Questioning Harmonization: Legal Transplantation in the Colonial Context
Tel Aviv University - Buchmann Faculty of Law
June, 30 2009
Theoretical Inquiries in Law Forum, Vol. 10, Issue 2, Article 3, p. 49, 2009
This comment on an article by Ron Harris and Michael Crystal argues that on the theoretical as well as the historical level, there is no reason to assume that a legal system, like a sort of organism, wishes to replicate itself or propogate its genes, nor that it will typically do so, even in the supposedly hospitable environment of colonial relations. While legal transplantation in the British Empire was rampant, it was also multidirectional, with jurisdictions from around the world borrowing freely from each other, from the legal systems of other imperial territories as well as from outside the empire. More generally, the inherent complexity of legislating, even in the colonial context, makes harmonization an unlikely prospect in any empire.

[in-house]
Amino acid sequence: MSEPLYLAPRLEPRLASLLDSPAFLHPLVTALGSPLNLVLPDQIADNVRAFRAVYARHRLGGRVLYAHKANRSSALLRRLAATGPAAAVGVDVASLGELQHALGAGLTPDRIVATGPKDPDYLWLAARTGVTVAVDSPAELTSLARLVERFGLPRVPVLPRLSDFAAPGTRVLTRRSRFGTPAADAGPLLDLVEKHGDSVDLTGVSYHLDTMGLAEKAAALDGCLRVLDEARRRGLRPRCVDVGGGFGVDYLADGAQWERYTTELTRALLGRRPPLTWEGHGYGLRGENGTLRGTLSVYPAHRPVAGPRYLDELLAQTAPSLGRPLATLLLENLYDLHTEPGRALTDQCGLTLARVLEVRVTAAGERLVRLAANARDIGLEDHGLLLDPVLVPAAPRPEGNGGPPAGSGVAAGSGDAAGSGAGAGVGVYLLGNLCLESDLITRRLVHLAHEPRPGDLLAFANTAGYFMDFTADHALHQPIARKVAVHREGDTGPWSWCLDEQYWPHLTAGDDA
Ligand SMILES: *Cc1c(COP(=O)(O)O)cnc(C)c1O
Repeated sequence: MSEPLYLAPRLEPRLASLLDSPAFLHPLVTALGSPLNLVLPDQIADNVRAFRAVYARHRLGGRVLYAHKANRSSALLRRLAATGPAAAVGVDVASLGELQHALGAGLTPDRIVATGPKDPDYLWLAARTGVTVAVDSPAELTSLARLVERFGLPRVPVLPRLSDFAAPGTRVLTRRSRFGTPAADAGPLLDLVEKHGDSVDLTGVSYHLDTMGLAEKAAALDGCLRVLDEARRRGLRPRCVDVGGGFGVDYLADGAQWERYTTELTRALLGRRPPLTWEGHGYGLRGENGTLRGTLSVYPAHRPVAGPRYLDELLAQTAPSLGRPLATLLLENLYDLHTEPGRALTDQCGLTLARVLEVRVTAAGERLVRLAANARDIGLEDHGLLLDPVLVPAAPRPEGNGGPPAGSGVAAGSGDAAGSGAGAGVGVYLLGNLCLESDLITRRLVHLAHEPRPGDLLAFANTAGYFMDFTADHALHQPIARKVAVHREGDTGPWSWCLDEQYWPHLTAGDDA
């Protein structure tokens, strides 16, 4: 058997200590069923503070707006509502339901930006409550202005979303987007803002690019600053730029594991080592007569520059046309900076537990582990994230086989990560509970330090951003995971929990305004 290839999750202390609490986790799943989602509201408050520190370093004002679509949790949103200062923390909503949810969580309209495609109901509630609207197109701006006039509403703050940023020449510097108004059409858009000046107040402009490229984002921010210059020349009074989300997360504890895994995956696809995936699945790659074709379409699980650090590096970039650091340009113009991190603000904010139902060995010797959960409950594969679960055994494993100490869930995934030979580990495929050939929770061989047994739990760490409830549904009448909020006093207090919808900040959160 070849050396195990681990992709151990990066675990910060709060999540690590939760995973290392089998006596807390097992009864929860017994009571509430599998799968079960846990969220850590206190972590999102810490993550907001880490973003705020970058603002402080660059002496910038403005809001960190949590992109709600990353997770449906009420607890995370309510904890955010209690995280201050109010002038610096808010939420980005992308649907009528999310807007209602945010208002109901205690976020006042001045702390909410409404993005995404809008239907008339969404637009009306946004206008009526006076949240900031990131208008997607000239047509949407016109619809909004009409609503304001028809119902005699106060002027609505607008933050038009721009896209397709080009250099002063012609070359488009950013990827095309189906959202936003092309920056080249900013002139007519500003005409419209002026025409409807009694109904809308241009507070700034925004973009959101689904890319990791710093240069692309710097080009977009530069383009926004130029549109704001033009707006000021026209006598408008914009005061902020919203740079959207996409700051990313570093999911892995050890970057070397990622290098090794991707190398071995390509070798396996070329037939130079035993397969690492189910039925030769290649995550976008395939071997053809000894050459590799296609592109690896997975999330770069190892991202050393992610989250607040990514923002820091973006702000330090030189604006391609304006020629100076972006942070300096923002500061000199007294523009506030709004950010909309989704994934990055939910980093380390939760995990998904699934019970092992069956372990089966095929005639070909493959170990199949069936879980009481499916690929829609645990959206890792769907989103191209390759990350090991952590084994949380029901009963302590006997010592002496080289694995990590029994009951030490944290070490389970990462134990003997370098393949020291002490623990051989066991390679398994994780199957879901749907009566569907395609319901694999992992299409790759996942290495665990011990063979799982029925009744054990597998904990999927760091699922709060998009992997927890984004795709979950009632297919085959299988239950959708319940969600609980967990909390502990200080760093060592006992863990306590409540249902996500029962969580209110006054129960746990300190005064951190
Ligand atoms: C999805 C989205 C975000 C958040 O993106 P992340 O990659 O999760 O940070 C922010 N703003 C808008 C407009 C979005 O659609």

Number of Pages in PDF File: 6
Keywords: legal transplants, harmonization, colonial law, British Empire
JEL Classification: F02, H77, K40, N40Accepted Paper Series
Date posted: June 30, 2009
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